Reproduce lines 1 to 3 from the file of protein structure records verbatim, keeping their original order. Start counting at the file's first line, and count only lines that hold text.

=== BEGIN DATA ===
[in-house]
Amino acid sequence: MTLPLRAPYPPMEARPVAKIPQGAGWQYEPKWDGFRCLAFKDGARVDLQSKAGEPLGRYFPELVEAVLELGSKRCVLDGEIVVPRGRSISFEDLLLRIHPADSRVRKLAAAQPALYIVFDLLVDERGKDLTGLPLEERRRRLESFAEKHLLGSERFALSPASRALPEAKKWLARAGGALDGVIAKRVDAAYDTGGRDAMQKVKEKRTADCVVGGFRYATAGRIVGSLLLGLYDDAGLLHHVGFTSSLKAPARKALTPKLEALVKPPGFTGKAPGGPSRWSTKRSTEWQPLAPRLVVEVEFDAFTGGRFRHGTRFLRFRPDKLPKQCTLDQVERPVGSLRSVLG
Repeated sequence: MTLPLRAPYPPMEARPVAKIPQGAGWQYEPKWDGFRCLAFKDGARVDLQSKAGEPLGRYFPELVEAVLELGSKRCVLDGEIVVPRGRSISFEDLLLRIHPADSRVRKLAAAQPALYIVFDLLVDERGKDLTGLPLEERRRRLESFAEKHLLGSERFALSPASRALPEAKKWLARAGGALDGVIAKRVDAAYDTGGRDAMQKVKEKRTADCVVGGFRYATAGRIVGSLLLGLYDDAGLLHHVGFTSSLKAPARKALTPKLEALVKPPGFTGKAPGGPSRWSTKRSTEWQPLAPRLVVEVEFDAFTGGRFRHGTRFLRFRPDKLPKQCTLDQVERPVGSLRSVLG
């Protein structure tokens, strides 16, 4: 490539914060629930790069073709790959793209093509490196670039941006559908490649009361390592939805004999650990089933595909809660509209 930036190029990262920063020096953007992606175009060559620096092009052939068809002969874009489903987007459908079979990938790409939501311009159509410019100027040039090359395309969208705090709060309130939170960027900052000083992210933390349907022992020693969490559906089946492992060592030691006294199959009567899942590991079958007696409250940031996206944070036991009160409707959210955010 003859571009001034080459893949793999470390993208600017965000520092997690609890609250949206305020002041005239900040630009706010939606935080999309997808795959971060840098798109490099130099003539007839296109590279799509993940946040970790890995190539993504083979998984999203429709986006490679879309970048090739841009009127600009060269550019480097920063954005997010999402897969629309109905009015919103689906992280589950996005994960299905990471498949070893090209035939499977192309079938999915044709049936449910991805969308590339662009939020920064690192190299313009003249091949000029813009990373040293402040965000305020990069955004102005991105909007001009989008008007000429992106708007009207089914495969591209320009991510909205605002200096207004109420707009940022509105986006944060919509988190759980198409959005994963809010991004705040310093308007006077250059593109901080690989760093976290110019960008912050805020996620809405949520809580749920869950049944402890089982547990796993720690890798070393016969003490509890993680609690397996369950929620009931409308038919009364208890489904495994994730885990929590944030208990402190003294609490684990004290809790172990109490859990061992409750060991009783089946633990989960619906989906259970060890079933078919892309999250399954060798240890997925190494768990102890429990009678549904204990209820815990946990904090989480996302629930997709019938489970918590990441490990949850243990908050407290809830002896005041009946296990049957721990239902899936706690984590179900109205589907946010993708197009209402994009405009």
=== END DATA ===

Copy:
[in-house]
Amino acid sequence: MTLPLRAPYPPMEARPVAKIPQGAGWQYEPKWDGFRCLAFKDGARVDLQSKAGEPLGRYFPELVEAVLELGSKRCVLDGEIVVPRGRSISFEDLLLRIHPADSRVRKLAAAQPALYIVFDLLVDERGKDLTGLPLEERRRRLESFAEKHLLGSERFALSPASRALPEAKKWLARAGGALDGVIAKRVDAAYDTGGRDAMQKVKEKRTADCVVGGFRYATAGRIVGSLLLGLYDDAGLLHHVGFTSSLKAPARKALTPKLEALVKPPGFTGKAPGGPSRWSTKRSTEWQPLAPRLVVEVEFDAFTGGRFRHGTRFLRFRPDKLPKQCTLDQVERPVGSLRSVLG
Repeated sequence: MTLPLRAPYPPMEARPVAKIPQGAGWQYEPKWDGFRCLAFKDGARVDLQSKAGEPLGRYFPELVEAVLELGSKRCVLDGEIVVPRGRSISFEDLLLRIHPADSRVRKLAAAQPALYIVFDLLVDERGKDLTGLPLEERRRRLESFAEKHLLGSERFALSPASRALPEAKKWLARAGGALDGVIAKRVDAAYDTGGRDAMQKVKEKRTADCVVGGFRYATAGRIVGSLLLGLYDDAGLLHHVGFTSSLKAPARKALTPKLEALVKPPGFTGKAPGGPSRWSTKRSTEWQPLAPRLVVEVEFDAFTGGRFRHGTRFLRFRPDKLPKQCTLDQVERPVGSLRSVLG